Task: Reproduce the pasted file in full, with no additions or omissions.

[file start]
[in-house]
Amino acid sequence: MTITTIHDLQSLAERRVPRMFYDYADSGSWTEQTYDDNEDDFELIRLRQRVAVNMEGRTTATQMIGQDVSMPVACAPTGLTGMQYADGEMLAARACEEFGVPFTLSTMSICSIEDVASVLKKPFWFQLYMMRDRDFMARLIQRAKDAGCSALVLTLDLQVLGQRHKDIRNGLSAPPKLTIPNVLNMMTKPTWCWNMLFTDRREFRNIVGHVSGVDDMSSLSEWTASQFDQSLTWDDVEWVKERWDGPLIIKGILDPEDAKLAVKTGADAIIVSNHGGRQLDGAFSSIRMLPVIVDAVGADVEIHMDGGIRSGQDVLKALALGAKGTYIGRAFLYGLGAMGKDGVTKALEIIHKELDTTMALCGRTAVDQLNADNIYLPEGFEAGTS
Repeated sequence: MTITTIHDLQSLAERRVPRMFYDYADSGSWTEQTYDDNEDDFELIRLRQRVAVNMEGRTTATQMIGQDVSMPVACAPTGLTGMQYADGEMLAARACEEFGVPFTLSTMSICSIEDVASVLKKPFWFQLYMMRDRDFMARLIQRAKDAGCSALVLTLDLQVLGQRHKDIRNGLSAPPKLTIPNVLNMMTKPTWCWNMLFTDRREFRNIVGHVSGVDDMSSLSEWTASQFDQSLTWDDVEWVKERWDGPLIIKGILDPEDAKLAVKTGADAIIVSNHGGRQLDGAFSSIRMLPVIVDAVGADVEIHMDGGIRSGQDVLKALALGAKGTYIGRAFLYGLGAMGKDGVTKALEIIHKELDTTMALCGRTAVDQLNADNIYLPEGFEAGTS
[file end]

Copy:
[in-house]
Amino acid sequence: MTITTIHDLQSLAERRVPRMFYDYADSGSWTEQTYDDNEDDFELIRLRQRVAVNMEGRTTATQMIGQDVSMPVACAPTGLTGMQYADGEMLAARACEEFGVPFTLSTMSICSIEDVASVLKKPFWFQLYMMRDRDFMARLIQRAKDAGCSALVLTLDLQVLGQRHKDIRNGLSAPPKLTIPNVLNMMTKPTWCWNMLFTDRREFRNIVGHVSGVDDMSSLSEWTASQFDQSLTWDDVEWVKERWDGPLIIKGILDPEDAKLAVKTGADAIIVSNHGGRQLDGAFSSIRMLPVIVDAVGADVEIHMDGGIRSGQDVLKALALGAKGTYIGRAFLYGLGAMGKDGVTKALEIIHKELDTTMALCGRTAVDQLNADNIYLPEGFEAGTS
Repeated sequence: MTITTIHDLQSLAERRVPRMFYDYADSGSWTEQTYDDNEDDFELIRLRQRVAVNMEGRTTATQMIGQDVSMPVACAPTGLTGMQYADGEMLAARACEEFGVPFTLSTMSICSIEDVASVLKKPFWFQLYMMRDRDFMARLIQRAKDAGCSALVLTLDLQVLGQRHKDIRNGLSAPPKLTIPNVLNMMTKPTWCWNMLFTDRREFRNIVGHVSGVDDMSSLSEWTASQFDQSLTWDDVEWVKERWDGPLIIKGILDPEDAKLAVKTGADAIIVSNHGGRQLDGAFSSIRMLPVIVDAVGADVEIHMDGGIRSGQDVLKALALGAKGTYIGRAFLYGLGAMGKDGVTKALEIIHKELDTTMALCGRTAVDQLNADNIYLPEGFEAGTS